A company must understand the principles of lean manufacturing before it can successfully apply the practice. Here, you’ll understand the basics of lean marketing, and why it’s a successful technique.

 1. Identify Value Through A Customer’s Perspective

Every customer places their value on a product created by a company. Value refers to the price that the customer is willing to pay for a product.

Rather than pricing your products without studying the value that customers place on them, lean management requires you to work in a backward process. This means that the customer’s perspective on pricing is one of your focal points when pricing a product. By applying this principle, you’ll be able to adequately address the product value that your customer expects.

 2. Map The Value Stream

A value stream refers to the product’s life cycle from the customer’s usage to the disposal of your products. This principle entails studying the entire cycle of your product, as to how long it stays in the hands of your customers before it’s no longer useful. Taking this life cycle into account will help you identify the materials and features that don’t add value to your customer.

3. Create Flow

This refers to the creation of a value chain, with no interruption in the entire production process.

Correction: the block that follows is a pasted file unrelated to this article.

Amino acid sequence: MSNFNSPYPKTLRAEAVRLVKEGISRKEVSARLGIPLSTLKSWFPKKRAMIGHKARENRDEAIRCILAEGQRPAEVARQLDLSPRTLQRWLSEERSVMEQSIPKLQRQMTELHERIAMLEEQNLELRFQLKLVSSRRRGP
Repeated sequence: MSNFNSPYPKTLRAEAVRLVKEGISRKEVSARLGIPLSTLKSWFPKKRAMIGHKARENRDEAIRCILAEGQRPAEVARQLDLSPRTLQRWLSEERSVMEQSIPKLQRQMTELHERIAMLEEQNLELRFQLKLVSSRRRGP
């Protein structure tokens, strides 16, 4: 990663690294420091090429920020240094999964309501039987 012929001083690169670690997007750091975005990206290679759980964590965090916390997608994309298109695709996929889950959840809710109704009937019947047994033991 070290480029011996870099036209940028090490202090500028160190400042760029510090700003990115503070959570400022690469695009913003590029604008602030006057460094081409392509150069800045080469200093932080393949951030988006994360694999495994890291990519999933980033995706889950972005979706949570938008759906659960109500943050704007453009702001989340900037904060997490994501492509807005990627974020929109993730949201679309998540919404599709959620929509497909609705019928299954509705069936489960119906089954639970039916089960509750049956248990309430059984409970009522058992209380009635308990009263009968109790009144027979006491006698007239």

You can achieve this flow through visual management. There are indicators to show and track how everyone in the team is working. Through visual management, your entire team can know the status of work in as fast as 30 minutes.

Visual management prevents disruptions so your team can achieve flow. When there is anything in the process that needs immediate correction, it can be done immediately before moving forward to the next step.

4. Establish A Pull System

This principle helps ensure that no product is produced ahead of time. This approach is based on the principle that no product is made until a customer demands it. You need flexibility and the ability to produce products in a short amount of time to achieve this practice.

Having a pull system ensures that more than 80% of your products get sold, and don’t just end up stagnant on your shelves. The pull refers to the demand of your customers for certain products.

5. Pursue Perfection Through Constant Improvement Of Processes, Or Kaizen

Products created should be nothing short of perfection. This pushes companies to have the drive to create better outcomes than their competitors. Lean manufacturing and kaizen can guide you so you can quickly improve your processes.

Conclusion

The lean manufacturing process has five principles. This includes value, value streams, perfection, flow, and pull. When put together, these principles can lead to the maximum productivity of your company’s processes. With lean production, there is a better and more systematic approach to the reduction of waste in business. The end goal is to have no production excess. That way, all the resources of the company are maximized to the brim.

About Shane Avron

Shane Avron is a freelance writer, specializing in business, general management, enterprise software, and digital technologies. In addition to Flevy, Shane's articles have appeared in Huffington Post, Forbes Magazine, among other business journals.